Sharing your love language with your partner is essential to create a healthy relationship in which both your needs are being met. This can be tough, however, when your love language just happens to be receiving gifts. Here’s how you can share that side of yourself with your partner, and avoid sounding like a spoiled French child-prince while doing so.
Be intentional with your word choice.
Word choice means the difference between communicating effectively with your partner and sounding like a pampered descendant of the late King Charlemagne. Focus on using therapy-approved “I” statements like, “I really enjoy receiving tokens of appreciation and affection” and stay away from pre-Revolution French monarchy-centric statements like, “But papa, I want mon own chateau!”.
Clarify why this is important to you.
By saying something along the lines of, “Receiving gifts makes me feel seen and cared for” you can avoid all the judgment that comes with saying something like, “Riches are my birthright, gifts my royal allowance”. Even if you do feel that way, it’s better to suppress the voice of the haughty progeny of a French monarch that lives inside of you and steer clear of any unnecessary arguments with your valet – er, partner.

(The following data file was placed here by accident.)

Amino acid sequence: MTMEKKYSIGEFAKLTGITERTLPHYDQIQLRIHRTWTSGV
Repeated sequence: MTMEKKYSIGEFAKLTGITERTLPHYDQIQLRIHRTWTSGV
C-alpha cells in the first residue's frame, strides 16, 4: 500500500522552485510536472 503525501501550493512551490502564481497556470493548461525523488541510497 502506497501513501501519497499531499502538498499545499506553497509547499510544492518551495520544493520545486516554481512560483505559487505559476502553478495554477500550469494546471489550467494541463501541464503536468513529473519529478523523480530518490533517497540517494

Keep your examples vague.
By keeping the examples of gifts you’d enjoy receiving intentionally vague, you can make sure your partner stays in the dark about the many, many similarities that there are between you and a young Louis VII. “I love thoughtful gifts that show you listen to me” is great – “I want twelve purebred palomino quarter horses or nothing at all, à présent!” is a little too “let them eat cake!”.
If you heed these words of advice, you and your partner will come out of this conversation closer, equipped with a richer understanding of one another, and under the impression that neither of you has an unspoken, insatiable desire to lead a lifestyle à la a seven-year-old member of 17th-century French aristocracy. You can work on subtly dropping hints about the gilded snuffbox you want them to buy for you later.